$5M expansion of Holyoke computer center planned by universities

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HOLYOKE — The research universities that built the Massachusetts Green High-Performance Computing Center in Holyoke a decade ago announced a $5 million expansion to its computing capacity on Thursday.

“Several thousand” new computer servers are planned for the 9,000 square foot facility on Bigelow Street between Cabot and Appleton streets, according to a press release. The center opened in 2012 at a cost of $165 million. A partner, Harvard University, completed a $1.6 million expansion of the center’s computing power in 2016.

On Thursday, the center’s management promised to employ local electrical and mechanical contractors and develop the next generation workforce that can support future computational research operations.

The designers intended the center to be expandable. This expansion will take place inside the building and will not require an addition to the building.

The center said it hosts millions of virtual experiments every month, supporting tens of thousands of researchers around the world.

The new computing capacity is almost entirely powered by non-fossil energy sources, according to the press release. This includes 67 megawatts of local hydroelectric and solar generation operated by Holyoke Gas and Electric.

The center was the first academic research data center to achieve LEED Platinum certified.

“Researchers are leveraging the computing power of MGHPCC to study star formation, improve medical imaging, study ecosystem dynamics in coastal New England waters, and model global risks of accelerating change change, among many other impactful projects,” said Maria, MIT’s vice president for research. T. Zuber, MGHPCC Board Member.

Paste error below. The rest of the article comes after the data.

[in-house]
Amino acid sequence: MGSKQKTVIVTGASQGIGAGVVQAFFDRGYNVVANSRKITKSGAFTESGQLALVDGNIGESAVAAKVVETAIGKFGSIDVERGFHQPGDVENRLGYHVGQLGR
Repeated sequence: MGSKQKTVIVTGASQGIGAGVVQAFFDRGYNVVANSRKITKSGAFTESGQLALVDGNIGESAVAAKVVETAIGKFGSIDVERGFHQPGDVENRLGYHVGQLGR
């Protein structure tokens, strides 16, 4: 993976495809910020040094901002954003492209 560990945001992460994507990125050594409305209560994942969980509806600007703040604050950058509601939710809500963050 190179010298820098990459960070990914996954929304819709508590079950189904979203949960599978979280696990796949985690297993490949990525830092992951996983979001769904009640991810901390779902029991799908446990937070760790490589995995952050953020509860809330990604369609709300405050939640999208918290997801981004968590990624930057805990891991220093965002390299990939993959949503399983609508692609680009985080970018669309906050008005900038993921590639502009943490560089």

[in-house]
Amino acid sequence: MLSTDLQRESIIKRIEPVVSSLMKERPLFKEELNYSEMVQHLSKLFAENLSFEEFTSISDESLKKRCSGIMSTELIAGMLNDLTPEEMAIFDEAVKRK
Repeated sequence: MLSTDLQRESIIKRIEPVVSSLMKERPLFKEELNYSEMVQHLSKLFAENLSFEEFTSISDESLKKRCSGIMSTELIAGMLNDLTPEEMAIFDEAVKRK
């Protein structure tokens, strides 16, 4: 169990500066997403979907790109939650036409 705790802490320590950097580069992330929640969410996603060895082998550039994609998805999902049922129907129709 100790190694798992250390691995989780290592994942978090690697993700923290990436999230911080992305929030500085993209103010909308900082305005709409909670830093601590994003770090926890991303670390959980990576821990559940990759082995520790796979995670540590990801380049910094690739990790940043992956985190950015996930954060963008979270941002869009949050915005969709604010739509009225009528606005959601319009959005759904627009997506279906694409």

“The expansion of the MGHPCC’s computing capacity responds to a growing demand while taking into account the imperative to carry out this energy-intensive research with minimal environmental impact.”

Scientists are also using the computer system to understand how drugs can interrupt COVID-19 at the neural level, or create artificial neural networks that speed up — from hours to 1 minutes — the calculations needed. predict earthquakes.

The IT infrastructure added through the expansion is almost entirely powered by non-fossil energy sources, according to the release. This includes approximately 67 megawatts of local hydro and solar generation operated by Holyoke Gas & Electric.

“Researchers are leveraging the computing power of MGHPCC to study star formation, improve medical imaging, study ecosystem dynamics in coastal New England waters, and model global risks of accelerating change change, among many other impactful projects,” said Maria, MIT’s vice president for research. T. Zuber, MGHPCC Board Member.

“The expansion of the MGHPCC’s computing capacity responds to a growing demand while taking into account the imperative to carry out this energy-intensive research with minimal environmental impact.”

According to the statement, experimentation and analysis of computerized data “in silico” have become powerful tools for knowledge discovery. These tools take their place alongside theory, physical experimentation and observation.

“That so much science is now computationally intensive is a testament to the vision of our founding institutions and our public and private partners who came together to create the MGHPCC over a decade ago,” said John Goodhue. , Executive Director of MGHPCC. “Their vision also correctly predicted that the research enabled by the MGHPCC would become fundamental to the state’s innovation-based economy. The expansion helps to maintain this position of strength and will allow us to further broaden our horizons.

The Massachusetts Green High-Performance Computing Center was developed through a collaboration between Boston University, Harvard University, Massachusetts Institute of Technology, Northeastern University and the University of Massachusetts, public and private industry, including Cisco and Dell EMC. The universities fund the ongoing operation of the data center, which is open to any research organization.

(This is a developing story.)

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